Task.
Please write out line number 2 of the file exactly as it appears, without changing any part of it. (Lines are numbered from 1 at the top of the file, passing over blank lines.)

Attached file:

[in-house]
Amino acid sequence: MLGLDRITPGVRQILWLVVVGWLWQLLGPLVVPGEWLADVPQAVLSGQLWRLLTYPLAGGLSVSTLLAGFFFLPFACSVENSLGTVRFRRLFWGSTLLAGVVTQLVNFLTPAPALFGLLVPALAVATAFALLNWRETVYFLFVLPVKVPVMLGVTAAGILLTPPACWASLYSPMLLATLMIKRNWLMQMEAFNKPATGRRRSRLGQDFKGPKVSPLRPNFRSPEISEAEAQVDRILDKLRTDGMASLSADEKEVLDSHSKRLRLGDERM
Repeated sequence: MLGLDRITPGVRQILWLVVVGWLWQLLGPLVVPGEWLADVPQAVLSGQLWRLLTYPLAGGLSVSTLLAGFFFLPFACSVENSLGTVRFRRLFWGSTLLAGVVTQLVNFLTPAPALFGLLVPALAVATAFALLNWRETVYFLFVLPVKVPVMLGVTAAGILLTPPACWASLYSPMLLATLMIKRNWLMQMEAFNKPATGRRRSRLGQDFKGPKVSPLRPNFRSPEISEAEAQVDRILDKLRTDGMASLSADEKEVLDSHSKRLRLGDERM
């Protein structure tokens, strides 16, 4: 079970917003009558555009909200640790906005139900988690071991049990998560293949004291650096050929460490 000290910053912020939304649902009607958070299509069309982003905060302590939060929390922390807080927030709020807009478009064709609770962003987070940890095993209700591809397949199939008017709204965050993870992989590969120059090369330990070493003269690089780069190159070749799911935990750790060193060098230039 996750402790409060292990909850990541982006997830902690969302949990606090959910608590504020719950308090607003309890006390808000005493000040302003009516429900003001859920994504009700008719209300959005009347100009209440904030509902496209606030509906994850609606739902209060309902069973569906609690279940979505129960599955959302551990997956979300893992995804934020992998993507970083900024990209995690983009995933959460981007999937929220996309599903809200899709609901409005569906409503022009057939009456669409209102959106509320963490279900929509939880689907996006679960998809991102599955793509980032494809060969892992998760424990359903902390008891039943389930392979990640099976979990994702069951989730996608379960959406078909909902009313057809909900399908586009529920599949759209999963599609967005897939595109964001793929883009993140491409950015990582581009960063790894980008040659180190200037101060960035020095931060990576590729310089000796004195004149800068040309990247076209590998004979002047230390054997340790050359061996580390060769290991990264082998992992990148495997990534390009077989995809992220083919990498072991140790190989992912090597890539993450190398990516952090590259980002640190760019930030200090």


Amino acid sequence: MLGLDRITPGVRQILWLVVVGWLWQLLGPLVVPGEWLADVPQAVLSGQLWRLLTYPLAGGLSVSTLLAGFFFLPFACSVENSLGTVRFRRLFWGSTLLAGVVTQLVNFLTPAPALFGLLVPALAVATAFALLNWRETVYFLFVLPVKVPVMLGVTAAGILLTPPACWASLYSPMLLATLMIKRNWLMQMEAFNKPATGRRRSRLGQDFKGPKVSPLRPNFRSPEISEAEAQVDRILDKLRTDGMASLSADEKEVLDSHSKRLRLGDERM